AB 5 Becomes Law: California Limits the use of Independent Contractors by Employers 

California

From JDSupra, Kelly Scott reports that California’s AB5 was signed by the governor and provides a terrific summary of the bill. Kelly writes:

On September 18, 2019, Governor Newsom signed Assembly Bill 5, thereby establishing a law that purports to prevent the misclassification of employees as independent contractors and provide “basic rights and protections they deserve under the law, including a minimum wage, workers’ compensation if they are injured on the job, unemployment insurance, paid sick leave, and paid family leave.”  California businesses and employers would argue that AB 5 appears to be nothing more than shameless effort to collect more payroll taxes by prohibiting a wide variety of independent contractor relationships and, as a result of the lobbying efforts of trade unions and various industries, is a confusing mess of tests, rules and exceptions which will serve as a basis for litigation for the foreseeable future.

AB 5 was prompted by a California Supreme Court case that focused on the gig economy and the Court’s desire for a simplified test to address the question of whether a worker is an employee or independent contractor.  In Dynamex Operations West, Inc. v. Superior Court of Los Angeles (2018) 4 Cal.5th 903, the Court replaced the 11-factor test for determining employee vs. independent contractor status established by the Court’s own decision in S.G. Borello & Sons, Inc. v. Department of Industrial Relations (1989) 48 Cal.3d 341, with the simple and far more rigorous ABC test.  The decision created problems for everyone except plaintiff’s lawyers.  Industries built on an independent contractor model of business, such as hospitals where physicians are independent contractors, were now apparently operating illegally.  Further, the Dynamex ABC test applied only to claims made under the California Industrial Welfare Commission’s Wage Orders, which meant that the Borello test would still be applied to all other claims, such as those brought under the Labor Code or the Unemployment Insurance Code.  As a result, it was possible that a worker could be held to be an employee for some purposes and independent contractor for other purposes in the same lawsuit.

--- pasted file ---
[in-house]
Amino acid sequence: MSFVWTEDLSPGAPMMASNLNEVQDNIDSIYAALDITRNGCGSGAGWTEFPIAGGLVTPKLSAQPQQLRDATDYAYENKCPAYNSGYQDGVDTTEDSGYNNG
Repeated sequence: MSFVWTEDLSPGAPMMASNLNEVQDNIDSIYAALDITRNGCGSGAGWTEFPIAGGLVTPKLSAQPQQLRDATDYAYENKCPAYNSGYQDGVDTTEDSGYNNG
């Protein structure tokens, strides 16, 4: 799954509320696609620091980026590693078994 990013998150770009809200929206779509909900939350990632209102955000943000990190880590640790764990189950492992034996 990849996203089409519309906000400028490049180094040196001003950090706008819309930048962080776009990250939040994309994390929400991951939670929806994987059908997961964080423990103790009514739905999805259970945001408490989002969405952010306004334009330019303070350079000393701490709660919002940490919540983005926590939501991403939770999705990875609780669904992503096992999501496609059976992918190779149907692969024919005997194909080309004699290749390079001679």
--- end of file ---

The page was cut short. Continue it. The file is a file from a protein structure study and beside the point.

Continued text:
To clear up this problem, AB 5 states that, for purposes of the Labor Code, the Unemployment Insurance Code, and the Wage Orders, a person providing services shall be considered an employee rather than an independent contractor unless the hiring entity demonstrates that all of the following conditions are satisfied (the ABC test):

(A) The person is free from the control and direction of the hiring entity in connection with the performance of the work, both under the contract for the performance of the work and in fact.

(B) The person performs work that is outside the usual course of the hiring entity’s business.

(C) The person is customarily engaged in an independently established trade, occupation, or business of the same nature as that involved in the work performed.